Saturday, 15 August 2015

You Are Fired: New Labour Bill ang The Details.

NO employer will be allowed to terminate an employee’s contract without their consent if a raft of proposed amendments to the Labour Act is passed into law. The amendments also set a minimum benchmark of at least one month’s salary for every year served for retrenchees. It is understood that during discussions, employers were pushing for two weeks’ salary for each year served.

The current labour laws are silent on severance packages, it emerged. The proposed amendments emerged from a consultative process between government, employers and employees.

If approved, the amendments will cushion employees from being fired willy-nilly without compensation. Parliament is expected to gazette the Labour Amendments Bill today, while legislators, currently on recess, are likely to be summoned to debate the proposals.

Amendments in a draft Bill indicate that employers’ interests are catered for as the Bill promotes productivity and competitiveness of local industries.
You Are Fired: New Labour Bill ang The Details.
Part of the proposed amendments state that: “No employer shall terminate a contract of employment on notice in terms of Subsection (4) unless; the termination is in terms of an employment code of conduct or the employer and employee mutually agree in writing to the termination of the contract or the employee has engaged for a period of fixed duration or for the performance of a specified task.

“Where an employee is given notice of termination of contract of section 4 (a) (of the Labour Act) and such employee is employed under the terms of a contract without the limit of time, the provisions of section 12C shall be applicable with regard to compensation for loss of employment.”

The Bill also provides that a minimum retrenchment package for loss of employment shall apply to all subsequent retrenchments and shall be set by a works council or the employment council in the absence of a works council or where a council has not set a minimum retrenchment package for the relevant sector or industry or a minimum salary or wage of at least a month for each year served or the retrenchment board, which shall recommend such package to the Minister (of Public Service, Labour and Social Welfare) where no works council or employment council is in existence.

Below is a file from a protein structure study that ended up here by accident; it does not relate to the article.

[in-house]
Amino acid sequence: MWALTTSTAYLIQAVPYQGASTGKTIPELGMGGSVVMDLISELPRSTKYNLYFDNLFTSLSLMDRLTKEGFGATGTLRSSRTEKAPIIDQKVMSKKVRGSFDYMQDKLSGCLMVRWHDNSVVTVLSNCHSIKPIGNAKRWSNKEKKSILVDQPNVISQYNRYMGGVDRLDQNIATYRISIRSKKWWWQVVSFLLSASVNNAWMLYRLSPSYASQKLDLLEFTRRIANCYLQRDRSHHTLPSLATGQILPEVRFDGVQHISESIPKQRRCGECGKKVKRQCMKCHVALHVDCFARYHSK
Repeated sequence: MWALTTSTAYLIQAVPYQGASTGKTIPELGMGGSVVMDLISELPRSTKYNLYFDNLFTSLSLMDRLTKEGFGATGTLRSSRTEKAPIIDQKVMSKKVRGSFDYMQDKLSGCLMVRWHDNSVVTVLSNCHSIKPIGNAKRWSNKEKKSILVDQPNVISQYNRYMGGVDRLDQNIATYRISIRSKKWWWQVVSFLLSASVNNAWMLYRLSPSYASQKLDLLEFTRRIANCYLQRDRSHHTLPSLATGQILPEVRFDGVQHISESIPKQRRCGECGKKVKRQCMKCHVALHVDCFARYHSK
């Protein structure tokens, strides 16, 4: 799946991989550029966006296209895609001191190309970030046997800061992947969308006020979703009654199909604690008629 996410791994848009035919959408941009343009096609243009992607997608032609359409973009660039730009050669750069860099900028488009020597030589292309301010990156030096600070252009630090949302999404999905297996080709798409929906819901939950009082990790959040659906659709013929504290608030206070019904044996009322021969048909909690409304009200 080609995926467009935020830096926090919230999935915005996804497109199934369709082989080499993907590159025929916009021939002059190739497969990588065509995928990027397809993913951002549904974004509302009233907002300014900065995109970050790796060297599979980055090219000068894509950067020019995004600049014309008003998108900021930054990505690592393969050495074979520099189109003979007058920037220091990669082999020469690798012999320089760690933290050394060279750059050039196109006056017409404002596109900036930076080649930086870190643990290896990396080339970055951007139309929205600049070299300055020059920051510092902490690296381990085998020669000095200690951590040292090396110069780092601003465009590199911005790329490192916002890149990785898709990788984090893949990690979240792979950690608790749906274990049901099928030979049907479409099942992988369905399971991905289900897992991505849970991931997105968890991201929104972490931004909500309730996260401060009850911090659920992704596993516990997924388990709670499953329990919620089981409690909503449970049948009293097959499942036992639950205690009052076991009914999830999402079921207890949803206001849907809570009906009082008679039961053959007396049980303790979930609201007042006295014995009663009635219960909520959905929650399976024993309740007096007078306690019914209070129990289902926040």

In the event that there is no agreement between the employer and the employee, the employer will be expected to give a written submission to the relevant employment council that will determine the matters arising from the disagreement for special measures to avoid retrenchment.

The Employment Council will then have to submit to the employer, worker’s committee and the works council, its determination in writing within 30 days after receiving submissions from the employer.

The Bill further proposes that in the event that an organisation alleges financial incapacity and subsequent inability to meet the minimum set retrenchment package for its employees, it shall apply for exemption to the relevant employment council or retrenchment board in the absence of an employment council that will be expected to process and determine within 14 days applications for exemptions.

In determining the exemption request, the employment council or the retrenchment board would have to consider the ability of the organisation to pay, relocation and job security for the remaining employees. At least 18,000 employees have lost their jobs in the last four weeks following a Supreme Court ruling a fortnight ago that revealed that both employers and employees had the same legal status under the common law.

This position allows companies to lay off workers on three months’ notice without going through the expensive retrenchment process.

The Attorney General’s Office was yet to submit the Bill back to Parliament late yesterday.






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